Turtle Moon (Hoffman) - Book Reviews

Book Reviews
True to form, Ms. Hoffman relates [the novel's] events with such easy fluency that the reader is quickly enveloped in her story; it's like sinking into a rocking chair and being gently seduced by the movement and rhythm. Ms. Hoffman's facility as a writer, however, only temporarily disguises the highly contrived nature of a plot propelled by implausible coincidences. These developments—combined with a series of cute, supernatural events that are never organically integrated into the overall narrative—eventually undermine the novel's emotional power: the reader finishes the book feeling vaguely manipulated, and hence detached from the characters' fates. The result is a book that's entertaining enough to read, but lacking in significant emotional afterlife.
Michiko Kakutani - New York Times


Once charmed into one of Ms. Hoffman's stories about the intersection of wounded people who seek to learn where and how to give their love, the reader can't help searching for a happy ending as eagerly as Alice Hoffman's characters labor to achieve it.... In Turtle Moon, her latest work, Ms. Hoffman writes quite wonderfully about the magic in our lives and in the battered, indifferent world. I don't know that she's written better.
Frederick Busch - New York Times Book Review


Combining aspects of a suspense thriller and a romance, and including such surefire elements as an abandoned baby, a youngster on the verge of juvenile delinquency who is reformed, two dogs and a supernatural character who provides the requisite touch of fantasy, Hoffman's new novel has commercial success written all over it. But some readers will fail to find the enchantment provided in such previous works as Illumination Night and Seventh Heaven. The town of Verity, Fla., starts to steam up in May, when the humidity and temperature soar. (Among the things readers must accept is the dreadful, oppressive May heat; one is tempted to ask, if it's so unbearable in May, how do people live through the summer?) Verity is full of divorcees, and when one of them is murdered, Keith Rosen, "Verity's meanest 12-year-old," finds her baby, who was in fact the object of an aborted kidnapping, and runs away, instinctively hiding the threatened child. This development brings together Keith's divorced mother, Lucy, and the town's surly policeman, Julian Cash, a loner with a tragedy in his past. Despite the murder and a stalking assassin, this is really a fairy tale: Keith bonds with the baby and tames a vicious dog ("No one has ever known him the way this dog does"); a ghost/angel falls in love and brings redemption to Julian, and several people begin new lives. Hoffman lards her slick plot with ponderously sentimental observations, the kind of bromides that could be embroidered on a pillow. But she knows how to manipulate suspense and tug the heartstrings; with its cinematic flow and larger-than-life characters, her novel will make a wonderful movie.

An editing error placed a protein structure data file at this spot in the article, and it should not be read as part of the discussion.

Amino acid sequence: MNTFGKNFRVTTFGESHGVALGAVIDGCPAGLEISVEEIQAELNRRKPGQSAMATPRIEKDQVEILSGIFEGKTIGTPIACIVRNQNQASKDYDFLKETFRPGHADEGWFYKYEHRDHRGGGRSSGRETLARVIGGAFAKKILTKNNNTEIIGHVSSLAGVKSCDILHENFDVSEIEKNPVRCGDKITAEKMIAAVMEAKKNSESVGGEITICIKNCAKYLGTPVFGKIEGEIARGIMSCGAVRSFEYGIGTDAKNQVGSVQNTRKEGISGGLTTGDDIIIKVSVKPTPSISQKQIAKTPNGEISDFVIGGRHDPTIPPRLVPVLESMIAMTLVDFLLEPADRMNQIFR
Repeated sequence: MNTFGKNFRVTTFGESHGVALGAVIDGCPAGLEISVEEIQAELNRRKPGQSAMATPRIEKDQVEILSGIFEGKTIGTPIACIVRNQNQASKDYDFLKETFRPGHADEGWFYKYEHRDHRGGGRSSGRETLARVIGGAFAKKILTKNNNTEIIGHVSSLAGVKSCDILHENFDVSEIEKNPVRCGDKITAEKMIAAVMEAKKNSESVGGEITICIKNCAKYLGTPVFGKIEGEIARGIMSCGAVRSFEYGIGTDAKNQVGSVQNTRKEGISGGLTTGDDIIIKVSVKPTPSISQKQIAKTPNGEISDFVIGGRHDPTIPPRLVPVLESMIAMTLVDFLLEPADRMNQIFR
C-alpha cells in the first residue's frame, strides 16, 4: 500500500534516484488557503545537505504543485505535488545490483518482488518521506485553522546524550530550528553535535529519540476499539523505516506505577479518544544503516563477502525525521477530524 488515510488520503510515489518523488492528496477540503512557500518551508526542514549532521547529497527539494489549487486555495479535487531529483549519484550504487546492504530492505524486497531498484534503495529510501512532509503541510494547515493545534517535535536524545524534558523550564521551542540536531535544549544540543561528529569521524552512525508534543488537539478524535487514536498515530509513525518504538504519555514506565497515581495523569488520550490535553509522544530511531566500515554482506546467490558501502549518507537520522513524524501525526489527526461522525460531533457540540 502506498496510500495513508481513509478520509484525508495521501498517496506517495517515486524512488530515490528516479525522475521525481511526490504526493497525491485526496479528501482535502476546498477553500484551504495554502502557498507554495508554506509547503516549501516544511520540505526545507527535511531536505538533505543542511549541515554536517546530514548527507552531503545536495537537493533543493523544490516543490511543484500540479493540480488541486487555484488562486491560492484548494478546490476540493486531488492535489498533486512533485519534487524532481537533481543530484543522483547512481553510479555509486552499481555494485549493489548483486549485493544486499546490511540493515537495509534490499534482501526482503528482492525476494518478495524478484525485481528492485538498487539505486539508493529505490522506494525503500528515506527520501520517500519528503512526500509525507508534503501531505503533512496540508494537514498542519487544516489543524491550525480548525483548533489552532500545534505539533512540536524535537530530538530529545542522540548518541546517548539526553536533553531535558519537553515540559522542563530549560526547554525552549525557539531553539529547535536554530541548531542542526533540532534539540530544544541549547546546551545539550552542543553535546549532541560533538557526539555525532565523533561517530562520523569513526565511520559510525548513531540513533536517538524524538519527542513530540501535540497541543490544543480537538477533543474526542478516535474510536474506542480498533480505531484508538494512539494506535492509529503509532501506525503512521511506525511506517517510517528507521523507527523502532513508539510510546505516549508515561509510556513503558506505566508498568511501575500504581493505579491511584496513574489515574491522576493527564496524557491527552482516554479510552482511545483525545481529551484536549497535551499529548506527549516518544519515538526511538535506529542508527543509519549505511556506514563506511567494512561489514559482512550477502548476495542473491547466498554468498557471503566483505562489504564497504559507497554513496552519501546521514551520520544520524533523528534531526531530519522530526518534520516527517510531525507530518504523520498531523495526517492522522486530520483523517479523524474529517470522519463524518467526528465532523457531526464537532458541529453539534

Publishers Weekly


A mix of murder and magic in the Florida sunshine as only Hoffman (Seventh Heaven, 1990, etc.) could conjure it. Verity, Florida, once known for live alligators, is now better known for alligator salads (a mix of spinach, peppers, avocado and chopped eggs, tinted green), as well as for having more divorced women from New York than any other town in the state of Florida. Lucy Rosen is one of those women. She has recently moved to Verity, and what she doesn't know yet is that in May, when the turtles come out and crawl across the roads, anything can happen. People go crazy. Dogs bite. Ficus hedges burst into flame. This particular May, a woman in Lucy's condo complex is murdered, her baby is missing, and Lucy's own son, Keith, has vanished as well. With the assistance of Julian Cash, a reclusive Verity policeman, Lucy sets out to find out who committed the murder and what has become of the missing children. The fact that the ultimate resolution of these mysteries is only partly plausible doesn't really matter in the end. Because Hoffman's strength is that she deals in dreams. She knows all about the everyday things that defy simple explanations—lovers who suddenly turn cold, turtles who mistake streetlights for the moon. The Florida she paints here is not the one promoted by any chamber of commerce. With a climate that is both mesmerizing and malignant, it is a place where dragonflies' wings catch fire and strangler plums drop down from trees, leaving dents in parked cars. It is a place where rattlesnakes crawl into telephone booths and angels lurk outside the Burger King. It's a place where anything might happen. And, naturally, it does. Pure Hoffman: her take on the tropics is haunting, hypnotic, and hot as a fever dream.
Kirkus Reviews




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